# Which formulation of the Negative Binomial distribution is appropriate as the Posterior Predictive Distribution of a Poisson process?

I have a Poisson process that I would like to be able to compute the Posterior Predictive Distribution for.

I've seen many descriptions that say that the analytic form of the distribution that I want is the Negative Binomial distribution, but I'm immediately faced with the problem that I've selected the Jeffrey's Prior for the conjugate Gamma Distribution and so my hyperparameter $\alpha$ isn't an integer. I assume that I can't use the Negative Binomial if I want to persist with a prior of $Gamma(0.5, 0)$, but I haven't seen this limitation described anywhere so I am not confident in my conclusion. What am I missing?

For convenience sake, let's assume that I replace the Jeffrey's prior with $Gamma(1, 0)$. At least now I have integers so I can talk in terms of counts of successes, failures and trials, but I don't understand how the accumulation of observations and the number of trials over which that data was gathered maps to the parameters of the Negative Binomial distribution. In particular, I don't understand what is meant by the $p$, the probability of success of a single trial. I am confused because I thought that $p$ for a Poisson process approaches zero; what $p$ is revealed by my tally of counts over intervals? My final point is that Wikipedia presents a number of formulations for the Negative Binomial and I'm not sure which one is appropriate for my situation.

Thanks for your assistance. I'm sorry to put such a basic question on this site, but I really can't figure it out on my own.

EDIT 1

Commenter Juho K has answered that the Negative Binomial distribution can be generalised to real parameters. Thanks for that. More significantly, the second part of my question doesn't seem to be making sense, so I'm going to try and illustrate by way of an example.

In this example, I have constant duration successive intervals in which I am counting events per interval. Say my first 5 intervals have counts of ${3, 1, 2, 2, 4}$. I am assuming that the process that generates these numbers is a Poisson process. I start with a prior of $Gamma(0.5, 0)$ so that the distribution of my rate parameter $\lambda$ given my observed data is now $Gamma(12.5, 5)$. Ok.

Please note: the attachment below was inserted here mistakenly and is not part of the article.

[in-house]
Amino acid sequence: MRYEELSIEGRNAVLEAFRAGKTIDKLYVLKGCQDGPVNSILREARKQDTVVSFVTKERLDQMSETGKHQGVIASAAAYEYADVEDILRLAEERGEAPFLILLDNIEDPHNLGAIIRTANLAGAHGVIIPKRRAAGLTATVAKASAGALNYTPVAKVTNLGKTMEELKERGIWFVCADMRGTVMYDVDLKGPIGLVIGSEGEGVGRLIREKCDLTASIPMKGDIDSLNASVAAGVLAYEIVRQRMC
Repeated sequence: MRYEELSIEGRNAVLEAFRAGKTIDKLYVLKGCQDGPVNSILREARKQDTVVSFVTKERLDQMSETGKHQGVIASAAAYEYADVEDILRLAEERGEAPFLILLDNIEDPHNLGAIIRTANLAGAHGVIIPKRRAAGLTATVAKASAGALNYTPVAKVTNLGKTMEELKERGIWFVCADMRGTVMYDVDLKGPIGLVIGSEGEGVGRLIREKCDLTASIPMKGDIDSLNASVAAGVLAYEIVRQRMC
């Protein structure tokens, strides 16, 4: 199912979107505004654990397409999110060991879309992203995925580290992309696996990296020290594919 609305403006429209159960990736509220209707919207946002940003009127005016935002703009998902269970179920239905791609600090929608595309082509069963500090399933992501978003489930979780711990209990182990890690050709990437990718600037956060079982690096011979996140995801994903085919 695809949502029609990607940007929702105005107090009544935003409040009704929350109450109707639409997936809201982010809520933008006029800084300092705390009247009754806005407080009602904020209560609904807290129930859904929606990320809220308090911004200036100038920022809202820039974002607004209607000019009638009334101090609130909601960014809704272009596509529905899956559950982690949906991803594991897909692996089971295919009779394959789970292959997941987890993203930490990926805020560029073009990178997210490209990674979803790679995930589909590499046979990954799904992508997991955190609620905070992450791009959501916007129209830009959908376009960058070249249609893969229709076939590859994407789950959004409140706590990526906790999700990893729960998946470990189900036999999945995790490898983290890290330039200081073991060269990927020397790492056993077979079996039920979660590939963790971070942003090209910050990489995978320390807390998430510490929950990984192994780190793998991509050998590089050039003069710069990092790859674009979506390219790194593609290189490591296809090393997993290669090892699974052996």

Now I want to know the distribution of my variable for the next interval given the data that I have already seen. Wikipedia (and other sources) say that it is the Negative Binomial Distribution, which is characterised as follows

$f(k; r, p)$

where $k$ is the random variable "number of successes", $r$ is the number of failures, and $p$ is the probability of success of a single trial.

Online derivations of the posterior predictive distribution that I have seen have been quoted in terms of $y_{n+1} \sim NB(\alpha + \Sigma^n{y_i}, 1/(\beta + n + 1))$ so in my example $y_{n+1} \sim NB(12.5, 1/6)$. One sixth is a reasonable probability, but I don't know how 12.5 can be considered the "number of failures". My understanding must be wrong because as the number of elements of data are considered, the "number of failures" gets longer and the "probability of success" gets lower. I'd consider that one of the "alternative formulations" listed by Wikipedia might be more appropriate, but I can't figure out which one, or whether I'm just completely off.

• Negative binomial can be generalized to real parameters (which may be the answer to the question), but I don't understand the part about $p$ approaching zero. Can you be more precise about what kind of data you have adn about the posterior predictive you are after. (The posterior predictive of a process would presumably be a process, but this sounds like you are most likely looking for a posterior predictive of a count). Apr 26 '18 at 5:10
• Have you looked at the wikipedia page for the negative binomial? Apr 26 '18 at 5:19
• Hi Glen_b, yes, I did check the Wikipedia page but tbh the Wikipedia page was part of the source of my confusion because it provided several alternative formulations, none of which (in my mind) clearly coincide with my problem description. I know that I am missing something, but I need help to identify where my misunderstanding is. Apr 26 '18 at 6:10
• Do you mean Poisson distribution or Poisson process? Rather than a lengthy and convoluted text, could you provide maths formulae? Apr 26 '18 at 7:51
• Xi'an. I thought that I meant Poisson process, but you might have discovered the basic flaw in my thinking. Apr 26 '18 at 8:07